AARP Eye Center
As fun as vacations are , preparing to travel can be stressful. Your clothes and toiletries may be ready and the itinerary set. But if you take prescriptions or over-the-counter (OTC) medications, you will need to complete some additional steps to make sure your drugs are travel-ready.
For people who have chronic conditions such as diabetes, high blood pressure or high cholesterol, medications may need refrigeration or another form of special storage, especially if they are flying.
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"Any medication that requires refrigeration or requires injection via syringes may need special travel arrangements," Mohamed A. Jalloh, a spokesperson for the American Pharmacists Association, tells AARP. "People should let TSA [Transportation Security Administration] agents know that they are taking such medications on the plane and provide proof [a doctor's note or medication label, for example]. However, TSA agents make the final decision whether they allow such items on a plane — but most of the time they do accommodate people."
People should plan to talk with their pharmacists to clarify which medications need refrigeration. While there are many drugs that state they need to be refrigerated, some actually can be stable at room temperature for a period of time, Jalloh says. For those that do, any ice pack should be fine as long as the drug is not in direct contact with the ice pack itself, he adds. Special medication coolers are available, as well as traditional cooler bags.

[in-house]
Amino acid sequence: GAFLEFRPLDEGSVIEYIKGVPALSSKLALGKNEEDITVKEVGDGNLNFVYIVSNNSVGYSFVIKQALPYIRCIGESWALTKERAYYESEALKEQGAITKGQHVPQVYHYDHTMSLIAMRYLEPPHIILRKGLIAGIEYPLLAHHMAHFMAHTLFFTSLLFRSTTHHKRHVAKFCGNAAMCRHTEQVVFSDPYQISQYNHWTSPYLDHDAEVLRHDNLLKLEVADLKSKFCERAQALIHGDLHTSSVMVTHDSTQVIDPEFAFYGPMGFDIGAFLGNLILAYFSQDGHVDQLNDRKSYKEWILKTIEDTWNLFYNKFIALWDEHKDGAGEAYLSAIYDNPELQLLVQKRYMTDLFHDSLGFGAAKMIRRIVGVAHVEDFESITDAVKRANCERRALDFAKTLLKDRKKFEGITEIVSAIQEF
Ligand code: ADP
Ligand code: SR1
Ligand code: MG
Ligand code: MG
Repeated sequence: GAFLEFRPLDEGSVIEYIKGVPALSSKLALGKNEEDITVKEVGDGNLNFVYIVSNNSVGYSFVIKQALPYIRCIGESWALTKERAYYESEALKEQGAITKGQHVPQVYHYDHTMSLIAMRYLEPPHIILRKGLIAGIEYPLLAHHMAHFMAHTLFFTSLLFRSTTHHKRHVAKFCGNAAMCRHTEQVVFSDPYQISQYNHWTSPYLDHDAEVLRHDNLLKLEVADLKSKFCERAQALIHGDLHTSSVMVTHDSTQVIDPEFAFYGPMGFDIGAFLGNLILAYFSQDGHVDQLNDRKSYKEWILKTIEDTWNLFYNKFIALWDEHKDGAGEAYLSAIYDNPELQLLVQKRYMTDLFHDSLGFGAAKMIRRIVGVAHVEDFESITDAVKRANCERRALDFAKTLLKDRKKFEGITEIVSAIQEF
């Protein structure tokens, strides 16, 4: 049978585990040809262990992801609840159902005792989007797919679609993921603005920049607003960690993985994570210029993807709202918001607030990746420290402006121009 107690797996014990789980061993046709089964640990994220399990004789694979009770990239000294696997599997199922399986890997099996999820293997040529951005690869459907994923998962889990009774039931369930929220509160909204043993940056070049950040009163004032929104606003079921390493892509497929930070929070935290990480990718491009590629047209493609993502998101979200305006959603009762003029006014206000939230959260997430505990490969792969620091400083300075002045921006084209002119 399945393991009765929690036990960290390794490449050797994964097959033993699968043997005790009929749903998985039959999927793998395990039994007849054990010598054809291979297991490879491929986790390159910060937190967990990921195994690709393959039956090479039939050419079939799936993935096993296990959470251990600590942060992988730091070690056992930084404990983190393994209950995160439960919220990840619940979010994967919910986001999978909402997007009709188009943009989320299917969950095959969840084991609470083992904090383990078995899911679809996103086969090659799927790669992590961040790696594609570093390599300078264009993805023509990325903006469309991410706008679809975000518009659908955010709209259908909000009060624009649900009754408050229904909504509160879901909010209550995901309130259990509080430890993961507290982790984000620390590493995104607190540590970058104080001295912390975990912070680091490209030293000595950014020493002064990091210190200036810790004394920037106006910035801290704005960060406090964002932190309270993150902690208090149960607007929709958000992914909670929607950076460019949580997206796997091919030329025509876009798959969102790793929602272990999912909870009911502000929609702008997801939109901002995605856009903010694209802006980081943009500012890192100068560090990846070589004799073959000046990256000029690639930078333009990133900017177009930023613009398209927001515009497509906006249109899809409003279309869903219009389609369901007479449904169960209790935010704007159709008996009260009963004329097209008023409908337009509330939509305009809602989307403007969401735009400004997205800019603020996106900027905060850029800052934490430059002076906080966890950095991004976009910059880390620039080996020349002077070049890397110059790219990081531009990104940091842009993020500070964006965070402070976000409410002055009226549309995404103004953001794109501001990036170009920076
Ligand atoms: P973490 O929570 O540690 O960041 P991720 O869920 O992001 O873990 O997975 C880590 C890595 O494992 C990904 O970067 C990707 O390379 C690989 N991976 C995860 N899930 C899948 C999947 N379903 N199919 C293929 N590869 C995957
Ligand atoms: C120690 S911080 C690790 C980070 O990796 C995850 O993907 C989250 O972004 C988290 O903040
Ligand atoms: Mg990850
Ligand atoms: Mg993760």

A comprehensive list of refrigerated medicines is available from Healthcare Ready, a D.C.-based nonprofit. For injectable medications, don't forget to pack a sharps container to dispose of used needles.
What about X-ray machines?
Some travelers may be concerned that baggage X-rays used in airport screenings could hurt their medications. But Jalloh says that is unlikely, even after repeated exposure. "The X-ray machines emit a low radiation that has not consistently shown to affect medications. If it did, most likely the medication would have a warning on its medication label," he says. "If you are truly concerned, you may request a TSA agent to perform the security check by hand."
The TSA website clarifies what special procedures are required to bring medical supplies on the plane and offers a handy search tool to let you see what items are allowed through the checkpoint once they have been screened.